Chris Isaak believes he’s never been trendy – and that’s why his career has lasted over 30 years.

The Wicked Game singer will be back in Glasgow next Tuesday at the SEC Armadillo.

“Sometimes I think I’m so lucky, because I’ve had a career for so long and I know others who haven’t, but I was never part of a trend,” he says.

“I wasn’t punk when that was in, or rockabilly when that was in, and I never tried to be part of anything trendy. I just did music that I liked to do, and that has always driven my manager nuts. I’ll say I want to record a Hawaiian song by Bing Cosby and he’ll look at me like ‘why are you doing this, I have a house to pay off!’”

The 61-year-old is part of a generation that bridges today’s music with the legendary acts who helped kick-start rock n’ roll, meaning that Chris can take on roles like being a judge on the Australian version of the X Factor while also remembering his own encounters with the likes of Johnny Cash and Roy Orbison.

“I met Roy Orbison when he said ‘come to my house and let’s write, just work on some songs’,” recalls Chris, who’s often been compared to the Big O.

“I remember saying to him at one point ‘I don’t know if I write hits like you’ and he just stopped me and said ‘Chris, you write hits, you just don’t know it yet’. Whether that was true or not, he gave me that push and I needed that.”

Another helping hand in his career came not from a musical legend, but a film one. David Lynch, the mastermind behind the likes of Blue Velvet and Mulholland Drive, used some of Chris’s songs in his work, and ended up directing a couple of music videos for him.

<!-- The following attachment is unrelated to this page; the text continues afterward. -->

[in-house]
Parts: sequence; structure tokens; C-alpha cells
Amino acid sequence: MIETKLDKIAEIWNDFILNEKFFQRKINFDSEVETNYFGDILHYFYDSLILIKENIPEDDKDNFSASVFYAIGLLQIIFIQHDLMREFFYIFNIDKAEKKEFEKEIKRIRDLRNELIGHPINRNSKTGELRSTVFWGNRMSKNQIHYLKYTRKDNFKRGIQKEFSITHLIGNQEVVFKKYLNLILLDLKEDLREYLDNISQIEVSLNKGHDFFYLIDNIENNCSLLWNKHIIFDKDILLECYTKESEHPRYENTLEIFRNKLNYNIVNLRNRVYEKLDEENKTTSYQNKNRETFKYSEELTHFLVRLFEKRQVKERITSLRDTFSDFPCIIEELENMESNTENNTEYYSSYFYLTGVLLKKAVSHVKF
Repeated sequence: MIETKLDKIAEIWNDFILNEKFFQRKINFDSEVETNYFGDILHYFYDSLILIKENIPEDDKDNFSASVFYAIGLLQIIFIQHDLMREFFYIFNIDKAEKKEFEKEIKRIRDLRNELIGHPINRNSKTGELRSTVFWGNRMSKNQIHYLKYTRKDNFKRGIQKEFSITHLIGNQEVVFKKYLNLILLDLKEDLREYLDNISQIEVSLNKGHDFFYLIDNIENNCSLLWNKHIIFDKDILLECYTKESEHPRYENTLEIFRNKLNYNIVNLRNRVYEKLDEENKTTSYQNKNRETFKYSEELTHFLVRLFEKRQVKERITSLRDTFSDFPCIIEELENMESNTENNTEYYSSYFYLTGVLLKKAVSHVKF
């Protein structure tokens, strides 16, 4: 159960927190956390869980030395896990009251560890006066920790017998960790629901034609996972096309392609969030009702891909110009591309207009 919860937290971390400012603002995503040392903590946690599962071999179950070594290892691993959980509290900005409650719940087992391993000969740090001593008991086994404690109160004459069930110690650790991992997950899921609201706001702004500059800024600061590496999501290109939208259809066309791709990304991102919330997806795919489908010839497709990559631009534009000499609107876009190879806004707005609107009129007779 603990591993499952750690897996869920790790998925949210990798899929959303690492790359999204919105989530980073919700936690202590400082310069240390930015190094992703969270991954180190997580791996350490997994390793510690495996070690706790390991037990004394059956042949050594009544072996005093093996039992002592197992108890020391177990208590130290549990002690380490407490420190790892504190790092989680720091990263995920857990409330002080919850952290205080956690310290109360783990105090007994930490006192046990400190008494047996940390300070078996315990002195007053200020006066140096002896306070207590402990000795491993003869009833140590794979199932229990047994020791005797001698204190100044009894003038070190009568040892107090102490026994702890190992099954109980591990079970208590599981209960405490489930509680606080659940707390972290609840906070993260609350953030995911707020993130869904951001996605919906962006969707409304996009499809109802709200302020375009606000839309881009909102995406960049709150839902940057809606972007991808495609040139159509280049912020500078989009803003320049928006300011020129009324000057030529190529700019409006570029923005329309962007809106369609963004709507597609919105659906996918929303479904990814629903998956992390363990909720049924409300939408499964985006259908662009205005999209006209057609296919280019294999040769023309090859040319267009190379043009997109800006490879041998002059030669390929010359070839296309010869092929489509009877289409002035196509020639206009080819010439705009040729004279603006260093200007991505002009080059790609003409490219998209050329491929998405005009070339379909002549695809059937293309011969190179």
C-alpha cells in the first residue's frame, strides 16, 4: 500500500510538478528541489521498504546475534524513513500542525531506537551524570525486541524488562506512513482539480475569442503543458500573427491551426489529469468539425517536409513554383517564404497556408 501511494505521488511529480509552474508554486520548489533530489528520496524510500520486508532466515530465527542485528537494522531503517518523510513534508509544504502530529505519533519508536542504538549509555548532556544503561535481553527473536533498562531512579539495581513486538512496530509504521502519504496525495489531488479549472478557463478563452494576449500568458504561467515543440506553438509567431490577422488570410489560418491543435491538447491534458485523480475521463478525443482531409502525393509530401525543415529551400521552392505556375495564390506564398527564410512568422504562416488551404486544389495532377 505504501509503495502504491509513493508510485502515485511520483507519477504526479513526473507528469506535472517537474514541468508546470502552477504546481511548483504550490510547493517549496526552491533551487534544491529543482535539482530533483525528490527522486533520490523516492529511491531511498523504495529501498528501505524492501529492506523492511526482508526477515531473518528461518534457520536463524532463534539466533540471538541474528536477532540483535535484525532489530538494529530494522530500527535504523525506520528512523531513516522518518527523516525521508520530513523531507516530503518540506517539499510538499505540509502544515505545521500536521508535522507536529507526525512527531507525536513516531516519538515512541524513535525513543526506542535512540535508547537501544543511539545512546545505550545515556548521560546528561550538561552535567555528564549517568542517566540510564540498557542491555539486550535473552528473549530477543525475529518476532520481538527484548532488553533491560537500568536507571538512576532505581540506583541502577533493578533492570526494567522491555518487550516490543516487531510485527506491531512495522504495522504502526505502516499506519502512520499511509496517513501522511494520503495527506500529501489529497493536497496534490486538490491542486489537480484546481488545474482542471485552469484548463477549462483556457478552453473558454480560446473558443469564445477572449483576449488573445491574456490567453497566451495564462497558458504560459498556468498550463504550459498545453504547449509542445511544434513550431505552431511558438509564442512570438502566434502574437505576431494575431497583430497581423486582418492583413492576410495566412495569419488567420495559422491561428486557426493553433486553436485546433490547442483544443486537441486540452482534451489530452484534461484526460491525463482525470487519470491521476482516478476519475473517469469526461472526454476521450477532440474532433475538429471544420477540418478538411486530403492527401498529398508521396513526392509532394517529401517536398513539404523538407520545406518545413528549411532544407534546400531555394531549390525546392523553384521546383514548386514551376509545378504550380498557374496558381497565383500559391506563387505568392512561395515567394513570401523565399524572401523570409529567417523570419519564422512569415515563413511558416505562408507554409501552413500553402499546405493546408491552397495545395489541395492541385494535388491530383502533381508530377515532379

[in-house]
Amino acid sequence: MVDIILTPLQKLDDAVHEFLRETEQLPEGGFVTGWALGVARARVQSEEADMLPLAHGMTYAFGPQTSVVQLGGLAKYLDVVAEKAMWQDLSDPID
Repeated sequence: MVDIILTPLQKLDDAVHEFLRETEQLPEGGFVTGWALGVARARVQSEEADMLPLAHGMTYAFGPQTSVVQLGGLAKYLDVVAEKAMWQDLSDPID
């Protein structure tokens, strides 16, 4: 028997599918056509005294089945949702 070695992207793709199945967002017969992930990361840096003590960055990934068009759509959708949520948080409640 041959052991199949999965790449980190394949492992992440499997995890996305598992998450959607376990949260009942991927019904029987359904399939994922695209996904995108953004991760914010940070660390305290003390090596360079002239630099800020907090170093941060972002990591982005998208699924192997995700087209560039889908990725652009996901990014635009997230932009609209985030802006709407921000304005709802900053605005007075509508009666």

“If David Lynch said he was going to paint his house I’d go and hold the ladder for him,” he says.

“When I was starting out, no-one would give us the money to make a video for Wicked Game, and David said he’d do it for free. So he really helped us when we needed it. We did Wild At Heart (1990 film) for him and I asked if he wanted to come into the studio and tell me what he needed.

“He’s not a musician per se, but he’s a very musical guy and can really tell you what he’s looking for.”

Chris will bring a career spanning set to Glasgow on Hallowe’en, but it’s not tricks or treats that the singer is currently focused on. He’s just finished off a few extra festive tracks for a re-issue of his 2004 release Christmas, a holiday he’s always loved.

“My mum’s an Italian American and Christmas was always a big deal – even if we were broke, she’s always cook ravioli for Christmas Day,” he says.

“If we had enough money we’d get a Christmas tree. One year we didn’t have enough money and there was a Christmas tree lot nearby, with a pile of branches they were throwing away. My brother and I went and got branches, got a two by four, drilled a few holes in it, and we had a tree. You make do.”

Growing up with very little made a lasting impression on the singer, and he watches his money carefully, even though he’s financially comfortable these days.

“It still annoys me when I see people waste food, because you don’t know how hard someone worked for that. I am tight about money and I feel better to buy it for someone else who needs it.

“The best thing with money is that if you someone gets into a real jam then it’s great to be able to help out.”

Chris Isaak, SEC Armadillo, Tuesday, £37.50, 7pm